Michael J. Sandel's "Justice" course is one of the most popular and influential at Harvard. Up to a thousand students pack the campus theater to hear Sandel relate the big questions of political philosophy to the most vexing issues of the day, and this fall, public television will air a series based on the course. Justice offers readers the same exhilarating journey that captivates Harvard students. This book is a searching, lyrical exploration of the meaning of justice, one that invites readers of all political persuasions to consider familiar controversies in fresh and illuminating ways. Affirmative action, same-sex marriage, physician-assisted suicide, abortion, national service, patriotism and dissent, the moral limits of markets—Sandel dramatizes the challenge of thinking through these con?icts, and shows how a surer grasp of philosophy can help us make sense of politics, morality, and our own convictions as well. Justice is lively, thought-provoking, and wise—an essential new addition to the small shelf of books that speak convincingly to the hard questions of our civic life.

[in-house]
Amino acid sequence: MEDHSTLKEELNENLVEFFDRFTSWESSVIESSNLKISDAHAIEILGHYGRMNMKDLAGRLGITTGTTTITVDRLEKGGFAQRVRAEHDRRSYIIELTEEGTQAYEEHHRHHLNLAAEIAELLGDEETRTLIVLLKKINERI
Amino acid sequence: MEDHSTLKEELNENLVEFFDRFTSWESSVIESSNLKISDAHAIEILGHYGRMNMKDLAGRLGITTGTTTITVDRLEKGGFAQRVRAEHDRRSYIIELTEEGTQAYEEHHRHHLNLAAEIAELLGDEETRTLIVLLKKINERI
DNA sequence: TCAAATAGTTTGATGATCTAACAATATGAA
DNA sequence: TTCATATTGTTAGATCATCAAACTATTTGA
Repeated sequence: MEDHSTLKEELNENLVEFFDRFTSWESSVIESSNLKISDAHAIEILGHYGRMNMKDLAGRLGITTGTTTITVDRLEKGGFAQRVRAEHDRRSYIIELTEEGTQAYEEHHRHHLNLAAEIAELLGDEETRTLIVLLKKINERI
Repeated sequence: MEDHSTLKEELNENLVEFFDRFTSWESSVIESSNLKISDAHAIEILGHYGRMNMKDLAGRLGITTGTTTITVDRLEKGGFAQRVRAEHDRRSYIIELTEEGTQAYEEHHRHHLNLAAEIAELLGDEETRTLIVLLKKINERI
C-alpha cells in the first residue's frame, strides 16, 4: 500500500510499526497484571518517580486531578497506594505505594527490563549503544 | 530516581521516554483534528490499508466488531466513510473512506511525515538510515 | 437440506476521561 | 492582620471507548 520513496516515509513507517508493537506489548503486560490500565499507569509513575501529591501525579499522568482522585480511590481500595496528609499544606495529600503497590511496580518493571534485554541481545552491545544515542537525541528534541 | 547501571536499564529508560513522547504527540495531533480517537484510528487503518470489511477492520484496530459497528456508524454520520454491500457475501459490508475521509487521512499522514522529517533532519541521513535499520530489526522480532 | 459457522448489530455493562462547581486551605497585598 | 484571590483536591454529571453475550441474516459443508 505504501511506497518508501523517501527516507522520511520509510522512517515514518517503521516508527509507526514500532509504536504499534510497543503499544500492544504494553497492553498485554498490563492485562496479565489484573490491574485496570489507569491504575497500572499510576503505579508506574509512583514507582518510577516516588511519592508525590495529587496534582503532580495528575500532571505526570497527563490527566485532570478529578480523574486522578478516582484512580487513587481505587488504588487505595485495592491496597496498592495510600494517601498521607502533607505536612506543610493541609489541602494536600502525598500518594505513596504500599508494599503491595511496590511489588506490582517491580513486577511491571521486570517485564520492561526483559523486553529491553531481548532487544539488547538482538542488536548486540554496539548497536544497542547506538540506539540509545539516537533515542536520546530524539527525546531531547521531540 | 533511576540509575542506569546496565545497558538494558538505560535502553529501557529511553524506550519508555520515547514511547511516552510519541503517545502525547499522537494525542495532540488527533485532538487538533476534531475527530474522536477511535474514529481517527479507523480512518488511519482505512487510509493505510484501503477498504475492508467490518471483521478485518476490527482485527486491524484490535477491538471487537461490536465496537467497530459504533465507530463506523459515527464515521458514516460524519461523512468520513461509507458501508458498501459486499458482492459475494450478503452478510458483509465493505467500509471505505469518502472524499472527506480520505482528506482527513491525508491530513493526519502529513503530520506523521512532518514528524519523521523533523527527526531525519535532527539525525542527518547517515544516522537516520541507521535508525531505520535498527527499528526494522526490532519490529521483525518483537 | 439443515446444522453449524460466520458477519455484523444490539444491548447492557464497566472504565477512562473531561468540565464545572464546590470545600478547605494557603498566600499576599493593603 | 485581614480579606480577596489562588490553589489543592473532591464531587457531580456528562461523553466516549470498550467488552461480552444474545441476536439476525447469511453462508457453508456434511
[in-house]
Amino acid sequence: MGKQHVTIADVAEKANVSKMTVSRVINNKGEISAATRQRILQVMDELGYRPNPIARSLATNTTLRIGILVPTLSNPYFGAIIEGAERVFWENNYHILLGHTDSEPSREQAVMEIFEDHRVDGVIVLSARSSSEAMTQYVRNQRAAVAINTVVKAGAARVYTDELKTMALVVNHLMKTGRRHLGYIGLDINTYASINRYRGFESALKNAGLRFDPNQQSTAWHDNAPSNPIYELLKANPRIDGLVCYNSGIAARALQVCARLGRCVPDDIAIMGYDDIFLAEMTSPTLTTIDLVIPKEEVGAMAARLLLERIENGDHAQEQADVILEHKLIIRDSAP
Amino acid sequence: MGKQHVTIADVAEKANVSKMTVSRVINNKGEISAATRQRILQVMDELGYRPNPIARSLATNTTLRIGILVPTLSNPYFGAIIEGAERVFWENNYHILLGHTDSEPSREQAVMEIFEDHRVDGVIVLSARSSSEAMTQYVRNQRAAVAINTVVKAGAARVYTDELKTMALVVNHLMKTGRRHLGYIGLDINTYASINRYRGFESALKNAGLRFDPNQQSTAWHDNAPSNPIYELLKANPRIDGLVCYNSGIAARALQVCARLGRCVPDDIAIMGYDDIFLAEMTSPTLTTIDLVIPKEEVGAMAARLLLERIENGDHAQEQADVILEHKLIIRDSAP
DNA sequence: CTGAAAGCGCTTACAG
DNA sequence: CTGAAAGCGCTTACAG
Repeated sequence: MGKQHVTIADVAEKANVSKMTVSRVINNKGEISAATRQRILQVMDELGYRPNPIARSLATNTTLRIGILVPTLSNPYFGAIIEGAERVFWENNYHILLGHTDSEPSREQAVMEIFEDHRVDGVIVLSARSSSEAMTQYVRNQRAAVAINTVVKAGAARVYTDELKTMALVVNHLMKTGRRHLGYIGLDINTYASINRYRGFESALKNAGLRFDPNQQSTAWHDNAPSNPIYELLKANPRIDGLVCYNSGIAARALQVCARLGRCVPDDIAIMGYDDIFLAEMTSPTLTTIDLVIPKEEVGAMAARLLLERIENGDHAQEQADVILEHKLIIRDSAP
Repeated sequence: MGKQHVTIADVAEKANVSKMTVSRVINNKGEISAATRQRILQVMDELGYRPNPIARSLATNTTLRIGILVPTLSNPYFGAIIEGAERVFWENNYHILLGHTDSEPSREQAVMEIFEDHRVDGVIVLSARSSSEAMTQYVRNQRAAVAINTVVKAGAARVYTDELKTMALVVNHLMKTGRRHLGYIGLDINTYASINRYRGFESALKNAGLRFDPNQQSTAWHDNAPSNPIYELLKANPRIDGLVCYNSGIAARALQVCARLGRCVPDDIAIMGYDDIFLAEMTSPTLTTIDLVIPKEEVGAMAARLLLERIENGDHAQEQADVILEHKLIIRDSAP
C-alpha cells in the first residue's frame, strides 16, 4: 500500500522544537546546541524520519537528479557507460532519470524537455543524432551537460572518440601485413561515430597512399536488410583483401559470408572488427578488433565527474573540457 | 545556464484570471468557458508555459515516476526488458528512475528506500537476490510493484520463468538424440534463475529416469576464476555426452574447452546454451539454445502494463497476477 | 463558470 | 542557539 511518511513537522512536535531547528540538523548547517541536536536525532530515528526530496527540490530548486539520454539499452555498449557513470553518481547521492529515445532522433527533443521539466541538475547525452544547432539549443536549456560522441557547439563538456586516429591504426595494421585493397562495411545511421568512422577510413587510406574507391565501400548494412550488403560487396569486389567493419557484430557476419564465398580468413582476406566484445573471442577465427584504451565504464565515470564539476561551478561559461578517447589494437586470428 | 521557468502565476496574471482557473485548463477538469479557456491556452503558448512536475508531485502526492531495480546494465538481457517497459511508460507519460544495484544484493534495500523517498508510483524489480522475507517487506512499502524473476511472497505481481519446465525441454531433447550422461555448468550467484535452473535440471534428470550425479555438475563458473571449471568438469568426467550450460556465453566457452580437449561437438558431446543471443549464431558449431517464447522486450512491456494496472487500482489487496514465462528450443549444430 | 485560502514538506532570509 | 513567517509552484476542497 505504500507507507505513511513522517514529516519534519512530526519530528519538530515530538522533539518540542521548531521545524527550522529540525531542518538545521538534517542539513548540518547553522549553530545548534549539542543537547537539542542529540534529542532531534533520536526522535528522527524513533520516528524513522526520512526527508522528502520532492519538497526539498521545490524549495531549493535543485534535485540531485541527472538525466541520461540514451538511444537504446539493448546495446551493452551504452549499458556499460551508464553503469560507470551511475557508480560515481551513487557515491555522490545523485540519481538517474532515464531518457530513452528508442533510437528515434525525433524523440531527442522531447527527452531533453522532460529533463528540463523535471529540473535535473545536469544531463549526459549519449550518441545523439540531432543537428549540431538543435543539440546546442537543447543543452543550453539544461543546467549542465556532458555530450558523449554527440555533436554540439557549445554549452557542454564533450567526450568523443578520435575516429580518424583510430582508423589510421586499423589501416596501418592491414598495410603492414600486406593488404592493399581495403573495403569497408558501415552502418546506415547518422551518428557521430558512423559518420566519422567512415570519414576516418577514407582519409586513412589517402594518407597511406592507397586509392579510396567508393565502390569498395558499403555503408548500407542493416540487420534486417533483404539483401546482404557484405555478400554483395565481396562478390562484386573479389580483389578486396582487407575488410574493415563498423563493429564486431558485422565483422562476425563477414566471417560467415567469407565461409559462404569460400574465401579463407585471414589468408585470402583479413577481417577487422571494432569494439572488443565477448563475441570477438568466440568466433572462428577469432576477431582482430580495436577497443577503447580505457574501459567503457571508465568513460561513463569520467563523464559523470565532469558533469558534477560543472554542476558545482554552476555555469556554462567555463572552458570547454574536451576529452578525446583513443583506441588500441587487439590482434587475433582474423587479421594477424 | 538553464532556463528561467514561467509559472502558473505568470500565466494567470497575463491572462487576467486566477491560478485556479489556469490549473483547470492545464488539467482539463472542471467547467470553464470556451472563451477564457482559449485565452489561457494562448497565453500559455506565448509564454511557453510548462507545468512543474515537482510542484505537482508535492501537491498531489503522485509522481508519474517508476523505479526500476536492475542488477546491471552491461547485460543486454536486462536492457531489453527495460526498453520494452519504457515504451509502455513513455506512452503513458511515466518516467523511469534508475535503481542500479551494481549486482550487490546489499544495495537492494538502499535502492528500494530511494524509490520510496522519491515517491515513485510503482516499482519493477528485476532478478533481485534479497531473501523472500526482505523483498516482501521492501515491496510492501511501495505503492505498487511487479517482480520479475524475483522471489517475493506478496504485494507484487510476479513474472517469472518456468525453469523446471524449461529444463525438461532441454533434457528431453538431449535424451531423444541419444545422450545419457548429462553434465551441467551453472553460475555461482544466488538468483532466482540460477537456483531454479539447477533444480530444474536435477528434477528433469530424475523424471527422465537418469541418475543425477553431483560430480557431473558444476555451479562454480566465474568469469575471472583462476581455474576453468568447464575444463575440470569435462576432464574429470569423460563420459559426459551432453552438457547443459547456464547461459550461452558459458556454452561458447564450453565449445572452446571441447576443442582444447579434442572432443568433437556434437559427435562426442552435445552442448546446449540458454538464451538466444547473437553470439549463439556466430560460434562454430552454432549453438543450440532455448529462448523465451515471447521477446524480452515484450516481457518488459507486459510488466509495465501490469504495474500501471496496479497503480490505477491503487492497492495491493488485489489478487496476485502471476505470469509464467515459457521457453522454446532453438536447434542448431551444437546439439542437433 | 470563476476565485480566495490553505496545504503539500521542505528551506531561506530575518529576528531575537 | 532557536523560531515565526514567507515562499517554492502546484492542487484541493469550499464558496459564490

From the Trade Paperback edition.
SAN FRANCISCO CHRONICLE
Here are the great minds of Western civilization and their pivotal ideas, from Plato to Hegel, from Augustine to Nietzsche, from Copernicus to Freud. Richard Tarnas performs the near-miracle of describing profound philosophical concepts simply but without simplifying them. Ten years in the making and already hailed as a classic, THE PASSION OF THE WESERN MIND is truly a complete liberal education in a single volume.
From the Trade Paperback edition.
Sam Harris’s first book, The End of Faith, ignited a worldwide debate about the validity of religion. In the aftermath, Harris discovered that most people—from religious fundamentalists to nonbelieving scientists—agree on one point: science has nothing to say on the subject of human values. Indeed, our failure to address questions of meaning and morality through science has now become the most common justification for religious faith. It is also the primary reason why so many secularists and religious moderates feel obligated to "respect" the hardened superstitions of their more devout neighbors.